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Tova Herzl
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The strength of second generation trauma, after Hamas’s massacre

I worry that history is repeating itself, and I can't help asking: Will Israel survive? If not, will it go in multiples of October 7th?
Tokaj, Hungary. (Civertan, CC BY-SA 2.5, via Wikimedia Commons)
Tokaj, Hungary. (Civertan, CC BY-SA 2.5, via Wikimedia Commons)

The day after Passover 1944, a town crier and his drum walked the streets of Tokaj in Hungary and announced that thenceforth, Jews were forbidden to leave their homes. In that picturesque wine-producing town, my 15-year-old mother heard the decree.

What does one do, she asked her father in Yiddish. Pray, he said. What should one say? Vi’Yehi Noam (Psalms 90, 17). A day or two later, all local Jews were herded into the synagogue courtyard. After a week, they were moved in carts to a central ghetto in a larger town, where they spent a month before continuing by train to their final destination. On May 20th, they reached Auschwitz. My mother was separated from her parents, and the rest is history.

It is not only my private history (many “Tova”s, which means “good,” commemorate their grandmothers,”Gittel”), but that of an entire generation of Israelis who were born into small sad families. Incredibly, our parents survived to help found a country and to raise us.

Research has shown that trauma like theirs may be transferred genetically. How do we cope with our unique inheritance? Each in their own way. One person reads every new book on the topic as soon as it is published or spends time digging in archives. Another repeatedly visits the sites where it happened. Someone might seek an outlet to write or speak about it. All too often, a youth learns to shield adult parents, who themselves shelter orphans inside.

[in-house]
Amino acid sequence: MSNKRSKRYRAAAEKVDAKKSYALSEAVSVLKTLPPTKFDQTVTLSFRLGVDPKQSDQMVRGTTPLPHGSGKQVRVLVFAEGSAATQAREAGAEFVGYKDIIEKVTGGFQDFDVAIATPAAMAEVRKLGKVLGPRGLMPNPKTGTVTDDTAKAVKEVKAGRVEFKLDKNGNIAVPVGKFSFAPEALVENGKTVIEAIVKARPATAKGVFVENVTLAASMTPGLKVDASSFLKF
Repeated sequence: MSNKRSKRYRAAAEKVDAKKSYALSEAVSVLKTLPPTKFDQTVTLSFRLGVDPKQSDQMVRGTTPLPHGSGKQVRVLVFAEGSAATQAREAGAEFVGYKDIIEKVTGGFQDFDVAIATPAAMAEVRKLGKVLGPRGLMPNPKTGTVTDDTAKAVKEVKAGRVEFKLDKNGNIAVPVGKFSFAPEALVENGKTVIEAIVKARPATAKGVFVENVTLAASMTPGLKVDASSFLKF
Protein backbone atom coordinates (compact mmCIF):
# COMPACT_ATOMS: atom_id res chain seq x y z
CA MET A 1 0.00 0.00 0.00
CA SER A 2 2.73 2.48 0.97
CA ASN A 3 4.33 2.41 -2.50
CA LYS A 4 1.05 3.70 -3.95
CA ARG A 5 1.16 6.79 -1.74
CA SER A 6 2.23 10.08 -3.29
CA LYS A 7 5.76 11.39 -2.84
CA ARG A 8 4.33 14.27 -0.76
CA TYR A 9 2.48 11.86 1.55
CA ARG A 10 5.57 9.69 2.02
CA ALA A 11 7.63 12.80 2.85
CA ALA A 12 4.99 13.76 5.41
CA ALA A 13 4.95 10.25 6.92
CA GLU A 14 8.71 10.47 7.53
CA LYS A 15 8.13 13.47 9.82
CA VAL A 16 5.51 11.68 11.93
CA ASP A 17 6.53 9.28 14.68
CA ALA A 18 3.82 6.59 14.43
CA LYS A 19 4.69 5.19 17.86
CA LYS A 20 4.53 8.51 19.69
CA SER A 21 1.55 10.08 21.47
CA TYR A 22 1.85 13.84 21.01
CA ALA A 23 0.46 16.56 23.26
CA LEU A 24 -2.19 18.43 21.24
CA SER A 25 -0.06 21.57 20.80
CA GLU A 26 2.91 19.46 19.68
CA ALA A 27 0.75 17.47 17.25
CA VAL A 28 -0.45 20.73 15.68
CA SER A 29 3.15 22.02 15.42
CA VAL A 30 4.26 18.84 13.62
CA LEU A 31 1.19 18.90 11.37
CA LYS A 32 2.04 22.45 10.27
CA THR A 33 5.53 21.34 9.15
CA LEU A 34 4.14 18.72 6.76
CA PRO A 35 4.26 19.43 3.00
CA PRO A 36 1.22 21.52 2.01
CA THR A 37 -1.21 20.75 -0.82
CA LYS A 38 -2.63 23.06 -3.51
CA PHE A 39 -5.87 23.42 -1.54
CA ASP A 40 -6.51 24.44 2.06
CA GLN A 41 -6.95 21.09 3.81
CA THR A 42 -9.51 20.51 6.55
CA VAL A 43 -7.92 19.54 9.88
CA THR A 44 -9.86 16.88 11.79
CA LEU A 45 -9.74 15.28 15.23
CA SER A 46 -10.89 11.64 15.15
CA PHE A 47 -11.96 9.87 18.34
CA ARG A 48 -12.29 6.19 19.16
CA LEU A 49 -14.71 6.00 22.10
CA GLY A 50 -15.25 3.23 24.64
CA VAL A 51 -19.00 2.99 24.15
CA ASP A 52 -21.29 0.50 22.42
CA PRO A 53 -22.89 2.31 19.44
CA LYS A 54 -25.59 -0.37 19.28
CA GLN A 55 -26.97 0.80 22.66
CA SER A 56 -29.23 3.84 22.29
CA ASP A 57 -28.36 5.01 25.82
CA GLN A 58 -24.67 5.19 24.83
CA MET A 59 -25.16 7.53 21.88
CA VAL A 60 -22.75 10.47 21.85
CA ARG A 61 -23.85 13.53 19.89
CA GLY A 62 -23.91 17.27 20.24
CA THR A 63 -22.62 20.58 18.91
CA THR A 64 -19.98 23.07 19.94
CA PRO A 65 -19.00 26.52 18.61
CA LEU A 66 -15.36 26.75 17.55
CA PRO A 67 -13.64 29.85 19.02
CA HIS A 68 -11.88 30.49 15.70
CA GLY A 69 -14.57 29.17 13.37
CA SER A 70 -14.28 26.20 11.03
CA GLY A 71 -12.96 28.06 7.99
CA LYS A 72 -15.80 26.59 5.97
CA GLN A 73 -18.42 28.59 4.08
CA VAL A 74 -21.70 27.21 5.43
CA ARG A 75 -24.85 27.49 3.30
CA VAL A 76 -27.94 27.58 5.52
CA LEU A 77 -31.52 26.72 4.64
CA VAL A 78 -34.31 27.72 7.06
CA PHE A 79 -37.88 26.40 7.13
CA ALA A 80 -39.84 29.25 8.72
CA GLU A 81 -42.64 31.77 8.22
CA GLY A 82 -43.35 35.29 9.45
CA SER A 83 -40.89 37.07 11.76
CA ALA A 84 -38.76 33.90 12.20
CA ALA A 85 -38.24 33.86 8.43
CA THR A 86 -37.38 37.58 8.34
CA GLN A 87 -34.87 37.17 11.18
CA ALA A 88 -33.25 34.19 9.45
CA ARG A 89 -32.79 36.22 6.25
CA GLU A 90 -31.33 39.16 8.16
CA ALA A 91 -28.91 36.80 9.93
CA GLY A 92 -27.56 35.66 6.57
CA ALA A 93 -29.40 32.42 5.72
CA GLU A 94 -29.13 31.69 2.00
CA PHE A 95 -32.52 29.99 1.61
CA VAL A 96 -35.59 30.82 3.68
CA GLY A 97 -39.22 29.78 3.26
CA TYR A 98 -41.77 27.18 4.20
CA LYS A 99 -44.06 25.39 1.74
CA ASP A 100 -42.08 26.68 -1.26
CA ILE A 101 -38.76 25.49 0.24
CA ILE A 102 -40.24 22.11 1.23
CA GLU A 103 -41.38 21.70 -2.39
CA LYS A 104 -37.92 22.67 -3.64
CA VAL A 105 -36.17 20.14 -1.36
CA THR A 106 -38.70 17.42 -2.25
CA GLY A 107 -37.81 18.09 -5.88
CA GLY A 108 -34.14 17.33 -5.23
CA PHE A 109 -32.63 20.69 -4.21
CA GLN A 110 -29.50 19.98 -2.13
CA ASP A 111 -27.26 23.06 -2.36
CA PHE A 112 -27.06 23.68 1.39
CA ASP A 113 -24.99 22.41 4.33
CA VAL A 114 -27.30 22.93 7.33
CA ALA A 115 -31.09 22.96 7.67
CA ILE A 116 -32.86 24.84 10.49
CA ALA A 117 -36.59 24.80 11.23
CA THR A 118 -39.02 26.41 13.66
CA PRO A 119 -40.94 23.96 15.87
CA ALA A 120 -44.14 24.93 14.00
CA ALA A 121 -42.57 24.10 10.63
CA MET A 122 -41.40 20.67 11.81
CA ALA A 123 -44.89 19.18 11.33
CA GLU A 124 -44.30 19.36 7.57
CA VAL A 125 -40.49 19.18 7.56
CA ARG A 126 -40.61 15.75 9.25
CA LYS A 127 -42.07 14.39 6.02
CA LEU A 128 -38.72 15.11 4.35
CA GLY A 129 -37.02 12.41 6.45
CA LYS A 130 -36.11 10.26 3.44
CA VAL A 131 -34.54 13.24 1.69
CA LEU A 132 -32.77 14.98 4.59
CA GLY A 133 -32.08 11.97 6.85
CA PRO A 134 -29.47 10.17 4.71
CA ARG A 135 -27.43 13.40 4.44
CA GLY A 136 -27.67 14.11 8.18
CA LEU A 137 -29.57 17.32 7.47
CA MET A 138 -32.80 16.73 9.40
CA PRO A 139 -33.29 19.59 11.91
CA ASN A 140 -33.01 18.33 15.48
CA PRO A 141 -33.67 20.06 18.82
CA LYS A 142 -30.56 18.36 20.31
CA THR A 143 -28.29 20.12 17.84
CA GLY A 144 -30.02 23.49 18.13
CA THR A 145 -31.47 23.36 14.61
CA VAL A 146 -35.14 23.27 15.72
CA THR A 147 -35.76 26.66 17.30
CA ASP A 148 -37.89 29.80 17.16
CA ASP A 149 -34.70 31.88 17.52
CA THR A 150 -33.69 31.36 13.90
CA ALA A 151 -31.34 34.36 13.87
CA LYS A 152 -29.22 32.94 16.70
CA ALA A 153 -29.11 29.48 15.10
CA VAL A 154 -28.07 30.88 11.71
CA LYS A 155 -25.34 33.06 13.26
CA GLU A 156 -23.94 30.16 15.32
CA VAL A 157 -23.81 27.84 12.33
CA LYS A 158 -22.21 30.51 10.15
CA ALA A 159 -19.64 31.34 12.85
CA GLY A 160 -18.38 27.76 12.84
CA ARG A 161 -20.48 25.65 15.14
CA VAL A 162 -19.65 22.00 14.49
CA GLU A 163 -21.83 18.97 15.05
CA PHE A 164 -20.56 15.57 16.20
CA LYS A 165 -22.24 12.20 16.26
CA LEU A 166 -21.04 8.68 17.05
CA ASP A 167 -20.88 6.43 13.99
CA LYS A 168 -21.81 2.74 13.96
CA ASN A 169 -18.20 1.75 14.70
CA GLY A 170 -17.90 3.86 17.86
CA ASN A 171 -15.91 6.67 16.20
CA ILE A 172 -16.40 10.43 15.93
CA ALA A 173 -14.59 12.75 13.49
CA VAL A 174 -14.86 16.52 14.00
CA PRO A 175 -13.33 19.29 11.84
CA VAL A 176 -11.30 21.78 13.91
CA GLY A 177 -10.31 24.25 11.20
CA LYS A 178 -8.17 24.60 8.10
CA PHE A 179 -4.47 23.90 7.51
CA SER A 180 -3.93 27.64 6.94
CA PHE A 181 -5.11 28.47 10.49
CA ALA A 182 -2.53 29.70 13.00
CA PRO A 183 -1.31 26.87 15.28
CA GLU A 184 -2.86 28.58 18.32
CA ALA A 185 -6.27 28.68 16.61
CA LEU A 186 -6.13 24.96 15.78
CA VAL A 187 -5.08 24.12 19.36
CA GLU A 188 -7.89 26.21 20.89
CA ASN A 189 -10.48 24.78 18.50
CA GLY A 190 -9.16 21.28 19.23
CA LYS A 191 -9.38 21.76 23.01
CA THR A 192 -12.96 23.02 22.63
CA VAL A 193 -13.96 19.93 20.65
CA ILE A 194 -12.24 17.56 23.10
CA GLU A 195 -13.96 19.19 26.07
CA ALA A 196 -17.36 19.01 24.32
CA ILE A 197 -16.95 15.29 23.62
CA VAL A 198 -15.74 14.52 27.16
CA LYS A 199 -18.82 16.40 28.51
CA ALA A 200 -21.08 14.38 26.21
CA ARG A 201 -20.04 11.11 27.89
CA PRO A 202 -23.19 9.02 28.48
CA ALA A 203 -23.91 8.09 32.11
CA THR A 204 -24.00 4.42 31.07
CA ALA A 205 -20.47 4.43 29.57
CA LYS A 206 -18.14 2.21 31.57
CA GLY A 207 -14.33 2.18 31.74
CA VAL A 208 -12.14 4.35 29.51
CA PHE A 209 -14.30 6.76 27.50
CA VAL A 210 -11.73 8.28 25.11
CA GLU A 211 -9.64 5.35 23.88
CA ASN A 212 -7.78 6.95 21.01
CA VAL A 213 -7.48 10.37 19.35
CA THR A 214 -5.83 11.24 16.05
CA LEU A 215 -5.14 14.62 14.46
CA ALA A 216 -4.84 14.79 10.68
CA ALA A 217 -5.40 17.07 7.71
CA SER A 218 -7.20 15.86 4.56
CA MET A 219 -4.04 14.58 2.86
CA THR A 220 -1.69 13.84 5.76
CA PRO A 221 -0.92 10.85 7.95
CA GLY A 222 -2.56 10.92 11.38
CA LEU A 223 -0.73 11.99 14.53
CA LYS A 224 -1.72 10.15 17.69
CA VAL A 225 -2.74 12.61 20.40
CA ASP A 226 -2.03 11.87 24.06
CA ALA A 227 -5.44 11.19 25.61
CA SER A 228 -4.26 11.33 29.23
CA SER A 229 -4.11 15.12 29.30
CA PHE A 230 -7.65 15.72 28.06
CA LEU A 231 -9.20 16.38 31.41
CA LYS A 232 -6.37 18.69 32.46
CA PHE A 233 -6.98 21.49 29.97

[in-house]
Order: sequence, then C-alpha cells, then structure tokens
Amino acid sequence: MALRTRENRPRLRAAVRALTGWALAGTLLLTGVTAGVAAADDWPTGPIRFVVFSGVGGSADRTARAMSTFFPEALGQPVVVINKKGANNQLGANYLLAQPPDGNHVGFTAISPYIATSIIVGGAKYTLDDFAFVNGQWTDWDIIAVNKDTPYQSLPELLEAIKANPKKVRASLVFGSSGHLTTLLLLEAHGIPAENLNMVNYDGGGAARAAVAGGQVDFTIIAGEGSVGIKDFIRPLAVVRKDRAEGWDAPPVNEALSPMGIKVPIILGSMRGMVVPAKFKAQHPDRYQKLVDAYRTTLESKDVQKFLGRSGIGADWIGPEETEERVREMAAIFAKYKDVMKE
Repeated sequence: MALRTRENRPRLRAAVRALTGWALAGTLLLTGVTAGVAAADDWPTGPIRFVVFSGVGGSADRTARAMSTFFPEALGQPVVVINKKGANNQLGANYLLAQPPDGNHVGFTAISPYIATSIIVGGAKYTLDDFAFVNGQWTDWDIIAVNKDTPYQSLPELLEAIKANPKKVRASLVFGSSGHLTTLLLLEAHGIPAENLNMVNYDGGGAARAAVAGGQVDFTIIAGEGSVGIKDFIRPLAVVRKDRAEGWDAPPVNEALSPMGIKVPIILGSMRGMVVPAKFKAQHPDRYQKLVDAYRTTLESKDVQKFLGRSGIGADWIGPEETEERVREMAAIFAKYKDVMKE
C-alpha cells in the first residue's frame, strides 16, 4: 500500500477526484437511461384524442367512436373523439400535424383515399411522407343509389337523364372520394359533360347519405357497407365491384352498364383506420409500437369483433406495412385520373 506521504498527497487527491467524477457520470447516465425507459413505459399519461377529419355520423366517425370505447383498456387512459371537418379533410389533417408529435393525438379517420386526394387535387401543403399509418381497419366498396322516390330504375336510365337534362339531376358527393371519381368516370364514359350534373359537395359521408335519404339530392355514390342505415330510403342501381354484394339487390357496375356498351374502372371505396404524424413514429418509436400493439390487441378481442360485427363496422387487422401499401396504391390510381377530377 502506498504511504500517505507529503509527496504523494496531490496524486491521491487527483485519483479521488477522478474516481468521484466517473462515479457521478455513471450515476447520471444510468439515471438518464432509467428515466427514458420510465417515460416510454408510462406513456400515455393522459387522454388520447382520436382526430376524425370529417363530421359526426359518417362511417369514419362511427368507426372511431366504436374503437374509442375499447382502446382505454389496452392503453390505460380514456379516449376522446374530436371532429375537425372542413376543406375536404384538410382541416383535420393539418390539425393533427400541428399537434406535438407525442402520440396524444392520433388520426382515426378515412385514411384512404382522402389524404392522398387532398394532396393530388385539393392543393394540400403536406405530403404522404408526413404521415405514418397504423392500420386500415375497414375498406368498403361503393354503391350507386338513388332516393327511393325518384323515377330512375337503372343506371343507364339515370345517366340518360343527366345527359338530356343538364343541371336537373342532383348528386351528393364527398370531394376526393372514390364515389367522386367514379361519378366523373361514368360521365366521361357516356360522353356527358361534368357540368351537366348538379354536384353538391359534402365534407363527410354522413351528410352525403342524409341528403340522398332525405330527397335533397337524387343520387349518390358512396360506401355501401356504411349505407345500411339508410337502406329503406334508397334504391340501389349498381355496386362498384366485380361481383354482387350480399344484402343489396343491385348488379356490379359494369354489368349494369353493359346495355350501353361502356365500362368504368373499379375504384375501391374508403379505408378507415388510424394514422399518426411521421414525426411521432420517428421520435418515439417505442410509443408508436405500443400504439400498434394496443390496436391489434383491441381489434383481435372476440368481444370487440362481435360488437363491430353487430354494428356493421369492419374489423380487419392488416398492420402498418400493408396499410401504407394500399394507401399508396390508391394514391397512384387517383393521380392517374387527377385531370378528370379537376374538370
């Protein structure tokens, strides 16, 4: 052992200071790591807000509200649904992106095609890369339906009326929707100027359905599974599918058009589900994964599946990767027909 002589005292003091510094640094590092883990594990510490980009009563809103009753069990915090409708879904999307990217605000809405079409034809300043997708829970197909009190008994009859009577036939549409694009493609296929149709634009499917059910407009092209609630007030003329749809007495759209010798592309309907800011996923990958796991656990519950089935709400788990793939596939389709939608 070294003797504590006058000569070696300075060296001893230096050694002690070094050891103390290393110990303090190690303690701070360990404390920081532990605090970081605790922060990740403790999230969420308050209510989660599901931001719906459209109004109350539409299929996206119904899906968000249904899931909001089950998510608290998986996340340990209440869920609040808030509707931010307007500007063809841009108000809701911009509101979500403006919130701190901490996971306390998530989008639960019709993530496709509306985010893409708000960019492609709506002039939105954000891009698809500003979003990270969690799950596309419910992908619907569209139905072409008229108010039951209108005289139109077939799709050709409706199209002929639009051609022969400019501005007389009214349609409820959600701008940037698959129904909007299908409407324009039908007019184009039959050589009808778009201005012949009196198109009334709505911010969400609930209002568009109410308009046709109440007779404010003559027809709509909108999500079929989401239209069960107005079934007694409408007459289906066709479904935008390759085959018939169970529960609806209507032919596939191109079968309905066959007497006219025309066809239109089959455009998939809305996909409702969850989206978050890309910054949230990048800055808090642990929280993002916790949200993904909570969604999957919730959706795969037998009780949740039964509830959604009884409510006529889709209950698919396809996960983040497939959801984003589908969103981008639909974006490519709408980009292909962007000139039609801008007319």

Others like me develop defense and repression mechanisms. Avoidance is simplest — there are other locations to visit, other films to see, other books to read. When there is no alternative, it is difficult for me. I take medication produced in Germany, my official car when I was ambassador in South Africa was a Mercedes, and I once flew through Frankfurt. I brought a sandwich from home, drank from water fountains in order to avoid buying, and shuddered as the loudspeakers blared “Achtung! Achtung!” echoing those days.

Then came October 7th and we witnessed atrocities not seen since 1945. Nevertheless, my mind told me that using “holocaust” to describe them was neither accurate nor wise. As early as October 20th, I published an article refuting the comparison.

I stand behind my comments. The Holocaust was unique in the intentions behind it, in the recruitment of an entire state apparatus to realize them, and in its dimensions. Also, if Octobr 7th was “a holocaust,” then who were we, who are we? Victims being marched into gas chambers? Partisans in forests? I believe that the comparison cheapens the memory of the Holocaust and undermines those parts of Israel’s goal and ethos that relate to Jewish sovereignty and safe haven.

But now, as we approach 80 years since the event that was so central in making me into who I am, I constantly return to one element in my mother’s story: what does one do?

I do not know what they knew then, in that charming town. The Holocaust of Hungarian Jewry – some half a million people eliminated in seven weeks – occurred towards the end of the war and presumably rumors had reached them. Perhaps they didn’t believe them, maybe they were sure that their prayers would be answered. Or maybe they were simply helpless.

Could it be that because of inherited DNA, it is to that aspect, the helplessness, that I feel so connected here, in my pleasant home in Jerusalem? Are my fears exaggerated? This is not the place to elaborate on external factors that threaten Israel’s sturdiness or to detail the personal and political processes which exacerbate them from within, but I am so anxious.

Will we survive as a country? If not, how will it happen? Gradually? In one blow? Will it be in many multiples of October 7th?

What does one do? I write and publish in local media, in the hope (or delusion) that my modest contribution to the discourse will help, even minutely, to change those aspects of the situation that are in Israel’s hands. I demonstrate, sign petitions, donate some money, and look with ever increasing helplessness at what appears to be a severe threat. And I ask, as she did then: what does one do?

About the Author
Tova Herzl served twice as congressional liaison in Washington DC, was Israel's first ambassador to the newly independent Baltic states, and took early retirement after a tumultuous ambassadorship in South Africa. She is the author of the book, Madame Ambassador; Behind The Scenes With A Candid Israeli Diplomat.
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